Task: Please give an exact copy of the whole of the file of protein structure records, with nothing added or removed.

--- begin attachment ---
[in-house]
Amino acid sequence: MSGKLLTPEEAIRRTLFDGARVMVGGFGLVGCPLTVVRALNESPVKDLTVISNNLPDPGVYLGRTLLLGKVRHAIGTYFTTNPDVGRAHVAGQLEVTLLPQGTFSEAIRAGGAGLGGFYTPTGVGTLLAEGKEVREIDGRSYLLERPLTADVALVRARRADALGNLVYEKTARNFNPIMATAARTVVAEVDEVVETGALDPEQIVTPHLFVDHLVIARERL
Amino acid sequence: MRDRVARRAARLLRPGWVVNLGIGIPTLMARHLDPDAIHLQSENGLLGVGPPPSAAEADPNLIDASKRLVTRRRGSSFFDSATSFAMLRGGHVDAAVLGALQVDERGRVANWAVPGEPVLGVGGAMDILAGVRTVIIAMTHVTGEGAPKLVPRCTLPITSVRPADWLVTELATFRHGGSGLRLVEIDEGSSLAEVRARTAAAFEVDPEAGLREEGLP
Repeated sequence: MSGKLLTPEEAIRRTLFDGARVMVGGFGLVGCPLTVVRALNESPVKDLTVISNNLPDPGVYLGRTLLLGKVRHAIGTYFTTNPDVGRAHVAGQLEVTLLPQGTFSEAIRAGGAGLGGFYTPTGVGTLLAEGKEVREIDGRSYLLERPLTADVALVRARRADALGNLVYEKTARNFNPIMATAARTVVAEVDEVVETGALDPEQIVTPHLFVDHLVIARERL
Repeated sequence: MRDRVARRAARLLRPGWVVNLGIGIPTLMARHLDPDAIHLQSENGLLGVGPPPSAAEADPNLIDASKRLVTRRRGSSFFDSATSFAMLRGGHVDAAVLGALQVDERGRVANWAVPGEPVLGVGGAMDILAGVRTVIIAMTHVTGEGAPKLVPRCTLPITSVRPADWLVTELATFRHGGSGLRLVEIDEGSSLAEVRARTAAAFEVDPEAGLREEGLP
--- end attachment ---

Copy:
[in-house]
Amino acid sequence: MSGKLLTPEEAIRRTLFDGARVMVGGFGLVGCPLTVVRALNESPVKDLTVISNNLPDPGVYLGRTLLLGKVRHAIGTYFTTNPDVGRAHVAGQLEVTLLPQGTFSEAIRAGGAGLGGFYTPTGVGTLLAEGKEVREIDGRSYLLERPLTADVALVRARRADALGNLVYEKTARNFNPIMATAARTVVAEVDEVVETGALDPEQIVTPHLFVDHLVIARERL
Amino acid sequence: MRDRVARRAARLLRPGWVVNLGIGIPTLMARHLDPDAIHLQSENGLLGVGPPPSAAEADPNLIDASKRLVTRRRGSSFFDSATSFAMLRGGHVDAAVLGALQVDERGRVANWAVPGEPVLGVGGAMDILAGVRTVIIAMTHVTGEGAPKLVPRCTLPITSVRPADWLVTELATFRHGGSGLRLVEIDEGSSLAEVRARTAAAFEVDPEAGLREEGLP
Repeated sequence: MSGKLLTPEEAIRRTLFDGARVMVGGFGLVGCPLTVVRALNESPVKDLTVISNNLPDPGVYLGRTLLLGKVRHAIGTYFTTNPDVGRAHVAGQLEVTLLPQGTFSEAIRAGGAGLGGFYTPTGVGTLLAEGKEVREIDGRSYLLERPLTADVALVRARRADALGNLVYEKTARNFNPIMATAARTVVAEVDEVVETGALDPEQIVTPHLFVDHLVIARERL
Repeated sequence: MRDRVARRAARLLRPGWVVNLGIGIPTLMARHLDPDAIHLQSENGLLGVGPPPSAAEADPNLIDASKRLVTRRRGSSFFDSATSFAMLRGGHVDAAVLGALQVDERGRVANWAVPGEPVLGVGGAMDILAGVRTVIIAMTHVTGEGAPKLVPRCTLPITSVRPADWLVTELATFRHGGSGLRLVEIDEGSSLAEVRARTAAAFEVDPEAGLREEGLP